If events occur when custodians or school administrators are not on duty, fees will be changed to cover the costs of their work. The rental fee for use of the high school gym or auditorium is $100 an hour; $75 an hour for use of the middle school auditorium or gym and $75 for the use of the schools’ kitchens. Supervisory fees will run $35 per hour with a minimum of two hours and janitorial fees are set at $20 an hour with a minimum of two hours. Those who want to use school facilities must contact the school’s principal and submit an application to him/her and await their approval.
The Board also approved a plan to “go paperless” in their upcoming sessions. The plan passed on a 6-1-1 vote with ED-7 trustee Dick Stoneman opposing it and ED-6 trustee Fay Satterfield abstaining from the vote. The cost of the nine iPads for school board members, 12 for central office staffers and 19 for school principals and their assistants is expected to total $27,960 which will be covered by technology funding grants.
The Board delayed taking action on two other proposed policies with the one dealing with payment for vacation days being most heavily discussed.
Superintendent Dr. Merle Herndon recommended that the 42 employees who have in excess of 60 days of vacation leave be paid at their per diem rate of 60 days and use the remaining vacation days as they want to before they retire. They will, however, be only paid for 60 days. Eighty-two others who have less than 30 days of accumulated vacation leave will be eligible to accumulate only a maximum of 30 days paid leave and will have to take any additional days off or lose them. For those 34 employees who had between 30 and 60 days on July 24 (when the cap was placed on vacation leave) will be paid at their per diem rate for the number of days they had stored. Of that number ten employees have between 50-59 days of vacation; eleven had between 40 and 49 days and 13 have 30 to 39 days. Several trustees said they wanted to consider the Superintendent’s proposal before voting to approve it at their December meeting.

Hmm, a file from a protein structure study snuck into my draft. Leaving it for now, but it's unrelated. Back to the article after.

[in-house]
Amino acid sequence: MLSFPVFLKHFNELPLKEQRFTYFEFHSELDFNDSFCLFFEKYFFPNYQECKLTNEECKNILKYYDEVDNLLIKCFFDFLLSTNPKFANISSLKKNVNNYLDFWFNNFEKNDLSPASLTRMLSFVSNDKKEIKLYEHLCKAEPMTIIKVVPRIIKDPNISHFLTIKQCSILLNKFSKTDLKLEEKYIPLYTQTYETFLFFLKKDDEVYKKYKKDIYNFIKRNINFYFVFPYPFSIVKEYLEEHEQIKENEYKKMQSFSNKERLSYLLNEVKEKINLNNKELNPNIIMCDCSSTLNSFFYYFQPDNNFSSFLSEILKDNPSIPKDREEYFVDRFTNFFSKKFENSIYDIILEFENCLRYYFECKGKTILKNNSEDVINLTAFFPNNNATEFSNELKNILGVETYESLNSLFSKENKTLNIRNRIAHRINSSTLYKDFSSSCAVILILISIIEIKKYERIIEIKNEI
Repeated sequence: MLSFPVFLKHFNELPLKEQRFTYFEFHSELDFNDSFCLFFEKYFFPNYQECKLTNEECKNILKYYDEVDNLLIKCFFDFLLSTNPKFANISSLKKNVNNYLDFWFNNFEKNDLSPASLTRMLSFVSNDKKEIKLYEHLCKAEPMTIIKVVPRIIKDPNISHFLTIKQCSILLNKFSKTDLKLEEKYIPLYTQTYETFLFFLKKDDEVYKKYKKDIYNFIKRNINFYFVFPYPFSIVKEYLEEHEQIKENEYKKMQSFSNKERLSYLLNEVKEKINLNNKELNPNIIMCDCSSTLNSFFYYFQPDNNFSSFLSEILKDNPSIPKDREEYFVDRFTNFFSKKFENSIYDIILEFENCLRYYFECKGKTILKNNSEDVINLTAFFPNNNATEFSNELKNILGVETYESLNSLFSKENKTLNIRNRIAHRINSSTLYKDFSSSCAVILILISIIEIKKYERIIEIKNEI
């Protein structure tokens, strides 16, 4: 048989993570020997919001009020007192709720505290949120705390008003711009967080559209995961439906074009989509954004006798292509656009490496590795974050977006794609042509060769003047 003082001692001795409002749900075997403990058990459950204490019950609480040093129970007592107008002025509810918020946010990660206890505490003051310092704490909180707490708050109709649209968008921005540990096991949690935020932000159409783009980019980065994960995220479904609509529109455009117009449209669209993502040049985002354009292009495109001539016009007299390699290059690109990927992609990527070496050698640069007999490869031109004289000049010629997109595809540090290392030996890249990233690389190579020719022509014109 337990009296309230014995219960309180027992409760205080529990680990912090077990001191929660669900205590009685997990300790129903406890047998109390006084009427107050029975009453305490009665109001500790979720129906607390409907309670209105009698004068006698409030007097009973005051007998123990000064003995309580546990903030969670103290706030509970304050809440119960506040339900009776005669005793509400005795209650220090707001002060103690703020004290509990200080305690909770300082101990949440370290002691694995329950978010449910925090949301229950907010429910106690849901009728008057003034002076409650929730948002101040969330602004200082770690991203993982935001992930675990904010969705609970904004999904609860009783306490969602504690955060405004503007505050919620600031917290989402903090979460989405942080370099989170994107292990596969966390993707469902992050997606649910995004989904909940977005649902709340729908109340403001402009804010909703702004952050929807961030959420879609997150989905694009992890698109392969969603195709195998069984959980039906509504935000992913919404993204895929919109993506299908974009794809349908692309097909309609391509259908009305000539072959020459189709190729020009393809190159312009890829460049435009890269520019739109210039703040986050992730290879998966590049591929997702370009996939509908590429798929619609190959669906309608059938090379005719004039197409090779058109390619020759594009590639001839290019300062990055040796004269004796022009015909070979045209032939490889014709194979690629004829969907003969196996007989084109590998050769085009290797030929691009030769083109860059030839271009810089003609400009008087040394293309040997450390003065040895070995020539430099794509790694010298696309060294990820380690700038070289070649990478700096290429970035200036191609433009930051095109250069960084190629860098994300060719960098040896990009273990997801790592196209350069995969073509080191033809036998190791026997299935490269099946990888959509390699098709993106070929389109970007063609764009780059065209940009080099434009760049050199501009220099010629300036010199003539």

Another issue which trustees did not address was that of out-of-zone attendance. Reports from Central Office show that the County’s two largest elementary schools had the highest number of out-of-zone students with Cluster Springs Elementary having 11 and South Boston Elementary getting 31 transfers. Conversely two of the smaller elementary schools had the greatest losses with Sinai losing 30 students to transfers and Clays Mill losing 13. Meadville lost 4 and Sydnor Jennings 3, while Scottsburg gained 8.
Trustees said their concerns lie mainly in two areas. First they worry that the loss of students from the smaller elementary schools could lead to the closure of those schools — a recommendation put forth in the recently completed efficiency study which trustees hope not to have to implement. Secondly they want to look at instances where an additional teacher had to be added because of the transfers. Board members said they will revisit the issue as more information becomes available in the coming months.